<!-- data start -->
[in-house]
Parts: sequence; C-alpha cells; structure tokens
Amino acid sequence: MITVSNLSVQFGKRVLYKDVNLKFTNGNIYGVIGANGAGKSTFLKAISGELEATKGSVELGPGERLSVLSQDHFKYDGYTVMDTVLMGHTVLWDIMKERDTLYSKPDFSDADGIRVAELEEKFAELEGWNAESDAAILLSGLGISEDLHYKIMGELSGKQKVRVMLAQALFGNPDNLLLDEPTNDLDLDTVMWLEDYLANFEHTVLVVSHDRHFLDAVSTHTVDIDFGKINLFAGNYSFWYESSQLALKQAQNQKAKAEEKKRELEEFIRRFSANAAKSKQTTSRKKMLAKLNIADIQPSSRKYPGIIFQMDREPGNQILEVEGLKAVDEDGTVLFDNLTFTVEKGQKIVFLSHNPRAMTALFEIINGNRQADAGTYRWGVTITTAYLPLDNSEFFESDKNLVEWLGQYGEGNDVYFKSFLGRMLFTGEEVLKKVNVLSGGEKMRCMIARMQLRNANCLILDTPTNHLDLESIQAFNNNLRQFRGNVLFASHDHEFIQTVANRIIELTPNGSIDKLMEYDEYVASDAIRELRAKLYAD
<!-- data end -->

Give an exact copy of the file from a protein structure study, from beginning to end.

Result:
[in-house]
Parts: sequence; C-alpha cells; structure tokens
Amino acid sequence: MITVSNLSVQFGKRVLYKDVNLKFTNGNIYGVIGANGAGKSTFLKAISGELEATKGSVELGPGERLSVLSQDHFKYDGYTVMDTVLMGHTVLWDIMKERDTLYSKPDFSDADGIRVAELEEKFAELEGWNAESDAAILLSGLGISEDLHYKIMGELSGKQKVRVMLAQALFGNPDNLLLDEPTNDLDLDTVMWLEDYLANFEHTVLVVSHDRHFLDAVSTHTVDIDFGKINLFAGNYSFWYESSQLALKQAQNQKAKAEEKKRELEEFIRRFSANAAKSKQTTSRKKMLAKLNIADIQPSSRKYPGIIFQMDREPGNQILEVEGLKAVDEDGTVLFDNLTFTVEKGQKIVFLSHNPRAMTALFEIINGNRQADAGTYRWGVTITTAYLPLDNSEFFESDKNLVEWLGQYGEGNDVYFKSFLGRMLFTGEEVLKKVNVLSGGEKMRCMIARMQLRNANCLILDTPTNHLDLESIQAFNNNLRQFRGNVLFASHDHEFIQTVANRIIELTPNGSIDKLMEYDEYVASDAIRELRAKLYAD